A freak accident sends three Australian kids into a computer-generated world of pirates and swashbuckling heroes. The kids must help a group of adventurers find a buried treasure and a way back to the real world.
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Gunnar Atli Cauthery
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As a parent living in Australia today in the new millenium, it is so refreshing to encounter a show which we can comfortably allow our children to watch with only minimal supervision. The show, aimed at a family audience, while it does contain some mature themes (the Wayne character's familiarity with the nextdoor neighbour Rosie is something which I think is inappropriate for a younger audience) it also features many situations which todays young teen will encounter in day to day Australia. Wayne gets up to such hi-jinks as not doing his homework, coming late to class and failing to study for a test. Normally, I wouldn't allow my children to watch such things, but this show demonstrates the consequences of such feckless behaviour. Perhaps it will scare some negligent parents' children straight.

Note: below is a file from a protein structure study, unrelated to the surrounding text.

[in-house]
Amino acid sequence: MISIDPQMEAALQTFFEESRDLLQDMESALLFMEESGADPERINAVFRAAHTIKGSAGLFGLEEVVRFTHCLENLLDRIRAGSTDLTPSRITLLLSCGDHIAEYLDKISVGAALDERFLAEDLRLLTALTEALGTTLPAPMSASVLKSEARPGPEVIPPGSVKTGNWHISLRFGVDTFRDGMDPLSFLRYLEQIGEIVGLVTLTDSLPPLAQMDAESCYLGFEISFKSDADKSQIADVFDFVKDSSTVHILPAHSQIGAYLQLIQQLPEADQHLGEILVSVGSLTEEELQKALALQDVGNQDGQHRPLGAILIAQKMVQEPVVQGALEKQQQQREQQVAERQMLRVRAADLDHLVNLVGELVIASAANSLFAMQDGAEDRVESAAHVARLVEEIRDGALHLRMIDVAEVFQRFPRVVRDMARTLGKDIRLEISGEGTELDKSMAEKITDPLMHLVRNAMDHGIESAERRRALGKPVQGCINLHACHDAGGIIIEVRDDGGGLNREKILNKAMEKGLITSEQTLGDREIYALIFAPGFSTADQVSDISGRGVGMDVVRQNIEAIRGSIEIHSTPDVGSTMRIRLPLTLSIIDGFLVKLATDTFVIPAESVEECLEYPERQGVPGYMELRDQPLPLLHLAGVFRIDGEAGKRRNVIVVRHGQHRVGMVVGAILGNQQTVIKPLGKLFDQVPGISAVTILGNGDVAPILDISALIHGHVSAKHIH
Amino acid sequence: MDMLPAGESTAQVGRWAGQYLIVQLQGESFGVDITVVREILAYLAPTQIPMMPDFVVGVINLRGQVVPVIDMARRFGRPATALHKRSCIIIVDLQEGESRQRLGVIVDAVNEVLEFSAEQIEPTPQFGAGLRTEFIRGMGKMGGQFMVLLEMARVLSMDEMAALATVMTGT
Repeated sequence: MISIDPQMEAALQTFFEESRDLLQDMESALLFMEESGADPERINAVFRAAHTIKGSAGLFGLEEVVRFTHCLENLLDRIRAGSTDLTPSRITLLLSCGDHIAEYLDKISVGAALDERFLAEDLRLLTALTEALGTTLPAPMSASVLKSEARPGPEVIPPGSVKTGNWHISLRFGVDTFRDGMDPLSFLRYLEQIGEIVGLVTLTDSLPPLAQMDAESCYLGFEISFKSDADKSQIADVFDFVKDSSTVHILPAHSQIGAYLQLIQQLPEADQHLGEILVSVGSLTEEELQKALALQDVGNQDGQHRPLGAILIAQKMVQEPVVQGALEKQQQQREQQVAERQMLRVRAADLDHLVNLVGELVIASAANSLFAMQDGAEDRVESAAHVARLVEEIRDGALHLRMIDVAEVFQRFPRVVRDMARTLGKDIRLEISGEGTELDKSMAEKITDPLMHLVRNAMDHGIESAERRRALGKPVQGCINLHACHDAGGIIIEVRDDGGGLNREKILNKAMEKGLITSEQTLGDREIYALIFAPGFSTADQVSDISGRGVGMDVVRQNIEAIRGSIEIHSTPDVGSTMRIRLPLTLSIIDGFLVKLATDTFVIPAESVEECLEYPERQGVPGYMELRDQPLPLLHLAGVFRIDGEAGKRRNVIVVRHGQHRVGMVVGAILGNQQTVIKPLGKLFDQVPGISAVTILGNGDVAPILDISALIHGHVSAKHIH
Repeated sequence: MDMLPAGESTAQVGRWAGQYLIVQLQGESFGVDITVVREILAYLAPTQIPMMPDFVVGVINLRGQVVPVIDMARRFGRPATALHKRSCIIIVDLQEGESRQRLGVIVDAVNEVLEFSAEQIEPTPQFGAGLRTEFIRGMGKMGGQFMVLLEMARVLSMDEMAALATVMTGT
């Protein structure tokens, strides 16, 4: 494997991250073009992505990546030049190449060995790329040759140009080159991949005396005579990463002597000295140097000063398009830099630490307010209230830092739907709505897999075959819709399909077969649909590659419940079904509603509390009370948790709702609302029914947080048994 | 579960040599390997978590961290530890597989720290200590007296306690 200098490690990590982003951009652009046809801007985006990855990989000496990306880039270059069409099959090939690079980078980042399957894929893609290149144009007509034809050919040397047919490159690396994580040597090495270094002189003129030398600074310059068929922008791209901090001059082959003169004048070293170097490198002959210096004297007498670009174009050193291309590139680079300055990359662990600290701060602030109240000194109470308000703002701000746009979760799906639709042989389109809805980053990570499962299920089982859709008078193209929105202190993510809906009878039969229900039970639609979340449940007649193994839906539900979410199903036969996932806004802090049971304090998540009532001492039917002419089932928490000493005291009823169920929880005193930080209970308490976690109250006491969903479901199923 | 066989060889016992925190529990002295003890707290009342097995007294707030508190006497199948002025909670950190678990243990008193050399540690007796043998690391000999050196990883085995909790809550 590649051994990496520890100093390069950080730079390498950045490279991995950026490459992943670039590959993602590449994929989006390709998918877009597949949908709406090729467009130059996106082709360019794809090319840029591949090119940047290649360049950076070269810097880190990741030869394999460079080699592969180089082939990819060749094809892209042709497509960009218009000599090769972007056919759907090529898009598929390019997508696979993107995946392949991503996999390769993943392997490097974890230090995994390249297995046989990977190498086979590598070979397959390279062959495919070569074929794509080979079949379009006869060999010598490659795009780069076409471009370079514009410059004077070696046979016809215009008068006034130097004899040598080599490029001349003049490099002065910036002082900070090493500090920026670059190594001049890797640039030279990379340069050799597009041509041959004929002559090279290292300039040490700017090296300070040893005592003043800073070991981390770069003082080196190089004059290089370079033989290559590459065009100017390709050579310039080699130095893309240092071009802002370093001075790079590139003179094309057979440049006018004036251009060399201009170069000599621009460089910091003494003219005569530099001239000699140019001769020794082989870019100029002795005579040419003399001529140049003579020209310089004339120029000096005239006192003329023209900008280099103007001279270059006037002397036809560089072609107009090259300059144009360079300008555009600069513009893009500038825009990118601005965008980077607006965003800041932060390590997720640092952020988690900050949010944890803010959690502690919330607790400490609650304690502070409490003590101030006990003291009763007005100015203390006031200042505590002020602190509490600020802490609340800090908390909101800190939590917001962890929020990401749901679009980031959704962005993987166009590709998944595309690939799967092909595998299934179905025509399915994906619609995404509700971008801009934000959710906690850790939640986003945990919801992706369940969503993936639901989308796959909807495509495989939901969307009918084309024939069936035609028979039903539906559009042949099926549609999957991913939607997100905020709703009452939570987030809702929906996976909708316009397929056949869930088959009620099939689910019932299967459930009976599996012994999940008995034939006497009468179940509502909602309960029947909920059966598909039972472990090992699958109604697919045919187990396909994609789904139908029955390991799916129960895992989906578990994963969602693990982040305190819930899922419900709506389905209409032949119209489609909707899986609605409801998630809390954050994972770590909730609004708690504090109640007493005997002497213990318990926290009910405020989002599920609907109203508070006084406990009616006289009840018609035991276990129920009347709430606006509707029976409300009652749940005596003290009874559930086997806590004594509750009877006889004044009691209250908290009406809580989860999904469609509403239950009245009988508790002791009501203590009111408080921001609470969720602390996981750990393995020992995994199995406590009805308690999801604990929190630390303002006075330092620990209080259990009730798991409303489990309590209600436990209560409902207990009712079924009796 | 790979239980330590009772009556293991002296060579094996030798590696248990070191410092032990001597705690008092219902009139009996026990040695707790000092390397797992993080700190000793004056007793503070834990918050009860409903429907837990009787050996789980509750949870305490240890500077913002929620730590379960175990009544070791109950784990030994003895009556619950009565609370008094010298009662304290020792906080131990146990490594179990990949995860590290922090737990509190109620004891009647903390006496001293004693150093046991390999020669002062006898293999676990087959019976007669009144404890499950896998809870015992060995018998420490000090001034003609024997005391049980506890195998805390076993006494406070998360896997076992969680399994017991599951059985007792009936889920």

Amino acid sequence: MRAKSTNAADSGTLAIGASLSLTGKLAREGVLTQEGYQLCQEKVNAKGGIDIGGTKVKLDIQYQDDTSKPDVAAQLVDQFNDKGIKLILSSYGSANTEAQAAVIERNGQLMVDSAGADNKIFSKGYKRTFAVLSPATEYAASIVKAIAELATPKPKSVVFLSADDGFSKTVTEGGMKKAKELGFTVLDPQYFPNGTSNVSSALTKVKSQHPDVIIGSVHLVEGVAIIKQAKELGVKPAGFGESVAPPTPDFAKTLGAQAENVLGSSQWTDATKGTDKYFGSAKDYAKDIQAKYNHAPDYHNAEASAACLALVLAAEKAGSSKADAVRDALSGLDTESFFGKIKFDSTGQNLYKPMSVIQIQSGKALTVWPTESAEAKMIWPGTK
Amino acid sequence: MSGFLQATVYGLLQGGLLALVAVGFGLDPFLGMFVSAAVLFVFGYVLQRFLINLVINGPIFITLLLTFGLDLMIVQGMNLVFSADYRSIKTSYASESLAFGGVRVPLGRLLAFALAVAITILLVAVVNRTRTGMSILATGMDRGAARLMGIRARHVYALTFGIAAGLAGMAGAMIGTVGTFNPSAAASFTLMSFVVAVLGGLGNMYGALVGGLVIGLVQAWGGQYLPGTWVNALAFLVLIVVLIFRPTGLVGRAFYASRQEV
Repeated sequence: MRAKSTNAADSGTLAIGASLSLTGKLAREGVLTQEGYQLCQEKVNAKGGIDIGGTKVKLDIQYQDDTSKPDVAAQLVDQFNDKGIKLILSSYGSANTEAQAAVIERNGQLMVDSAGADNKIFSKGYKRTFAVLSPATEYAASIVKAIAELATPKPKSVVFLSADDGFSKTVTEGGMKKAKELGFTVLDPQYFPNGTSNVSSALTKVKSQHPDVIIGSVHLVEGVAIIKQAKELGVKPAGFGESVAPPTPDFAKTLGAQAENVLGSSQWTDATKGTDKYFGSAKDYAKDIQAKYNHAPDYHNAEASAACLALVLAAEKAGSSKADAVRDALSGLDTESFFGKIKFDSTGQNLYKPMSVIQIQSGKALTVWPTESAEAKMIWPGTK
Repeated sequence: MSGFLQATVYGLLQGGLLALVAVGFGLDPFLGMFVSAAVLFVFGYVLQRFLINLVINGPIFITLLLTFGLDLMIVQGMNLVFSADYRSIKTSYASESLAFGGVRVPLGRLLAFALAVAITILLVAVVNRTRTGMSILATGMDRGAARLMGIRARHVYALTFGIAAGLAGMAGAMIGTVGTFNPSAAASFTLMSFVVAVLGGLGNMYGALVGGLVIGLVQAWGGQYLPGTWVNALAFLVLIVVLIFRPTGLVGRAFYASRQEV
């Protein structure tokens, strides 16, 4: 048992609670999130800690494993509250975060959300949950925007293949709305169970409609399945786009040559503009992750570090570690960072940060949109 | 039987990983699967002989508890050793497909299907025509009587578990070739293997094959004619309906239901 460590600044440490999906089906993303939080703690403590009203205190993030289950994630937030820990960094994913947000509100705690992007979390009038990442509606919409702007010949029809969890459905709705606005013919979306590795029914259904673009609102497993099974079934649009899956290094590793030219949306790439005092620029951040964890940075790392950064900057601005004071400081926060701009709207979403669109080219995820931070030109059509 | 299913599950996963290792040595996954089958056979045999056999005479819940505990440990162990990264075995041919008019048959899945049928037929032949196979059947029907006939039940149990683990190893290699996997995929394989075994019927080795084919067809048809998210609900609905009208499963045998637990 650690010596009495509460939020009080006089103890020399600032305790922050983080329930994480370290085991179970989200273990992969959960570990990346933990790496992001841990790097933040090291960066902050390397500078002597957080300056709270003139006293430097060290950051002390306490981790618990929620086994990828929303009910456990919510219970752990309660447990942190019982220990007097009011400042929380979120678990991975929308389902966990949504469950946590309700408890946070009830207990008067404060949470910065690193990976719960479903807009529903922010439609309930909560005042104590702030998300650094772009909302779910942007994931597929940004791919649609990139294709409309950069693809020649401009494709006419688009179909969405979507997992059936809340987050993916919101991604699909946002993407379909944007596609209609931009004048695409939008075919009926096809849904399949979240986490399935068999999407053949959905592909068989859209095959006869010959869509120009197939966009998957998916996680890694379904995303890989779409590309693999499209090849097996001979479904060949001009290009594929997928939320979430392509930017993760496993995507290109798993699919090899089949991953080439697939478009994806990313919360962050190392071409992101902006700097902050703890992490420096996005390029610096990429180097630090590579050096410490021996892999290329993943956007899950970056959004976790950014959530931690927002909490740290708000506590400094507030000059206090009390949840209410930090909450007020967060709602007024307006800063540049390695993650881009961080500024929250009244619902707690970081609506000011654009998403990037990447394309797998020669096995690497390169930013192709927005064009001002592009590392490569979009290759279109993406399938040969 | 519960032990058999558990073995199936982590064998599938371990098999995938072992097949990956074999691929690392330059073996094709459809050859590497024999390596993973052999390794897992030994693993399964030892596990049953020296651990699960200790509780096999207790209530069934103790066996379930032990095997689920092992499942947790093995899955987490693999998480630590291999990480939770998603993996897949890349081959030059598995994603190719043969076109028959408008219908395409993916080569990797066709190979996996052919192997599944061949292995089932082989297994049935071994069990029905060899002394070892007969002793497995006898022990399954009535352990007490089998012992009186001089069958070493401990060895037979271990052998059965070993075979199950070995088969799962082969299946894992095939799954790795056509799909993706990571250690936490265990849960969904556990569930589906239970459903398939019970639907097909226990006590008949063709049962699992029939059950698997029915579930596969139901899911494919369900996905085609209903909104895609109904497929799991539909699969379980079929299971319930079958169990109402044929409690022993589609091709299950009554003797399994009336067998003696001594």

There are also positive examples to look to. The Rupert character is one, for example, whom any mother would be delighted to invite around to dinner - although one would like to steer clear of some of his oafish, load-mouthed mates.
It is therefore clear that the appropriate age group for viewing this show should be that of such characters as Rupert - late teens, perhaps 17 or 18. In Wayne's libido, although at times horrifyingly frankly discussed, many youths would see a parallel to their own problems with growing up. Take note, however: any younger than 17, and these risque messages would be lost, and the show would no doubt have an unintentional corrupting effect on innocent young minds. You have been warned. Please, please be discriminating.
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